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Big lenders begin to find stable ground

Stronger financial institutions are purchasing weaker ones. Case in point: Bank of America has announced it will purchase Countrywide Financial.

SOURCE: Countrywide Financial Corp./AP

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America's banks and other financial institutions, frayed by the housing crisis, appear to be on the mend.

Stronger financial institutions are purchasing weaker banks and lenders. Some of the largest banks and brokers are getting injections of billions of dollars of new capital – much of it crucial as they report massive losses this week. There are indications, too, that trust is returning to the capital markets.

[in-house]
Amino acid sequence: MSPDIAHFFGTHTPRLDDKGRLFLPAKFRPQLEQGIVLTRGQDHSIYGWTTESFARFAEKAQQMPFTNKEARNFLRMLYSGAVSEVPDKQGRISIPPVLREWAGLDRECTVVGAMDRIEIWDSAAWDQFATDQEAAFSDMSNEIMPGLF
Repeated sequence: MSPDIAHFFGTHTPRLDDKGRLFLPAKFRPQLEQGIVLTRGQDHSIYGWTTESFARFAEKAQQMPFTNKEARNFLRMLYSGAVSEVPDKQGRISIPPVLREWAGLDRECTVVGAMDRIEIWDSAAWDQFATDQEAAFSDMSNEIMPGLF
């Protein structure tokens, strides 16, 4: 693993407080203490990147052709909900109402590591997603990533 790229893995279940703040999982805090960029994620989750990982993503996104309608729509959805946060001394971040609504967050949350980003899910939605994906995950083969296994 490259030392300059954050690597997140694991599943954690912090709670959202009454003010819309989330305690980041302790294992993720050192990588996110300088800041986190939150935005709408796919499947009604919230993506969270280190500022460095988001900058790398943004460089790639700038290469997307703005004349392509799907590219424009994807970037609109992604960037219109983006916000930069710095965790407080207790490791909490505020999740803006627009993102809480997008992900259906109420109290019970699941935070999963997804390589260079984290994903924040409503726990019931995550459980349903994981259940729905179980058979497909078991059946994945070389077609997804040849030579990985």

"We are continuing to see signs the major wounds are beginning to heal," says Jeffrey Kleintop, chief market strategist at LPL Financial Services in Boston.

But few expect the improvement to be instant – and the US economy may still undergo a downturn.

It could take months, or perhaps a year, before the elements of the financial markets return to normal, many analysts say. In fact, the stock market, down about 11 percent from highs last October, is still taking losses. The Dow Jones Industrial Average fell 246.79 points on Friday as investors worried about lower earnings.

Despite those short-term concerns, David Kotok, chairman of Cumberland Advisors in Vineland, N.J., says, "The important thing is that we are heading in the right direction, not the wrong direction."

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